The representatives said construction of water and sanitation facilities for users with disabilities did not seem mandatory in most public places and private institutions, as a result of which people with disabilities have not been able to be independent.
Speaking at an interaction on ‘Recognising Inclusive WASH Rights to Ensure Dignified Lives of People with Disabilities’ in the capital today, Ram Chandra Devkota, Joint Secretary at the Ministry of Urban Development, said, “The government has formulated disabled-friendly water and sanitation policies, however, lacks the drive to implement them.”
He urged government officials, civil societies, development partners and private institutions to come together through public-private partnership scheme in constructing disabled-friendly infrastructure.
“The standard of disabled-friendly infrastructure should be followed by regular monitoring,” he said, adding, “Access to safe water and sanitation facilities should be mandatory in development works as well.” He said disabled-friendly toilets and water facilities are necessary infrastructure to ease daily activities of the elderly, children and pregnant women, besides people with disability.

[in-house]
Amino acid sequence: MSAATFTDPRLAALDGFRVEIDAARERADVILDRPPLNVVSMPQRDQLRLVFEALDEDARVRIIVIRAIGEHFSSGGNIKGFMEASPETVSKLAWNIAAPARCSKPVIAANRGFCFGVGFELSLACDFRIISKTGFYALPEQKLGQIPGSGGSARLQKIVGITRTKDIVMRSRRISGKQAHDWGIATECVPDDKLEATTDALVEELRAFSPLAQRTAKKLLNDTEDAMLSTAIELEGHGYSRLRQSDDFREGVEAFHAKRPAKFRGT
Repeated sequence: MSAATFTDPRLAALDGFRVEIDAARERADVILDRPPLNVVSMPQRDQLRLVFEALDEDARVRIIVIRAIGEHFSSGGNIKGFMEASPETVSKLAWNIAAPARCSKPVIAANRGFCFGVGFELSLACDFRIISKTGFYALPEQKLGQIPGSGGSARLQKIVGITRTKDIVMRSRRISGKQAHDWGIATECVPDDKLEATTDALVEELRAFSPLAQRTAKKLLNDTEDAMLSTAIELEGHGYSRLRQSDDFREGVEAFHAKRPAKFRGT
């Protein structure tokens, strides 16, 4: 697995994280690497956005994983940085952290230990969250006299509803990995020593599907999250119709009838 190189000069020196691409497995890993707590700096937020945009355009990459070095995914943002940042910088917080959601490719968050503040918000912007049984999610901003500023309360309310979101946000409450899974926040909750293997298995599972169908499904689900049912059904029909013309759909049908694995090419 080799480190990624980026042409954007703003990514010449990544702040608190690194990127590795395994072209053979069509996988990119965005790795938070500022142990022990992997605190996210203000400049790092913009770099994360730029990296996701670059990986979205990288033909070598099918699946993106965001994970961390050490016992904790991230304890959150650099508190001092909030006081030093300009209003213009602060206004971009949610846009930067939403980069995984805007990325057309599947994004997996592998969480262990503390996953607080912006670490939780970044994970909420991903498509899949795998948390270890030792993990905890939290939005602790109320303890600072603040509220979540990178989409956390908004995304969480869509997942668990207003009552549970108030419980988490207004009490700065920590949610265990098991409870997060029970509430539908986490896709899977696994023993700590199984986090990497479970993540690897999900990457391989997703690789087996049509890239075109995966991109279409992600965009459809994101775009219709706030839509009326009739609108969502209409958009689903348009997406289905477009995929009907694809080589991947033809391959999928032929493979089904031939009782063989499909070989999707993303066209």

Amrita Gyawali, Equity and Inclusion Consultant at WaterAid Nepal, informed that there are 61 public toilets in Kathmandu and none of them is disabled-friendly. “Priority has not been given to construction of water and sanitation facilities for users with disabilities in most public and private institutions,” she said.
Similarly, in rural context, access to water and sanitation for people with disabilities is more critical because of geographical location, practice of open defecation and lack of safe water.
“The growing number of public buildings in urban areas do not have ramps and wheelchair accessible toilets either,” she said.
The representatives of various business houses, media houses, academia and public institutions jointly made an appeal to commit to establishing disabled-friendly sanitation and water infrastructures by 2017.
Started in year 2010, ‘Climate Himalaya’ initiative has been working on Mountains and Climate linked issues in the Himalayan region of South Asia. In the last five years this knowledge sharing portal has become one of the important references for the governments, research institutions, civil society groups and international agencies, those have work and interest in the Himalayas. The Climate Himalaya team innovates on knowledge sharing, capacity building and climatic adaptation aspects in its focus countries like Bhutan, India, Nepal and Pakistan. Climate Himalaya’s thematic areas of work are mountain ecosystem, water, forest and livelihood. Read>>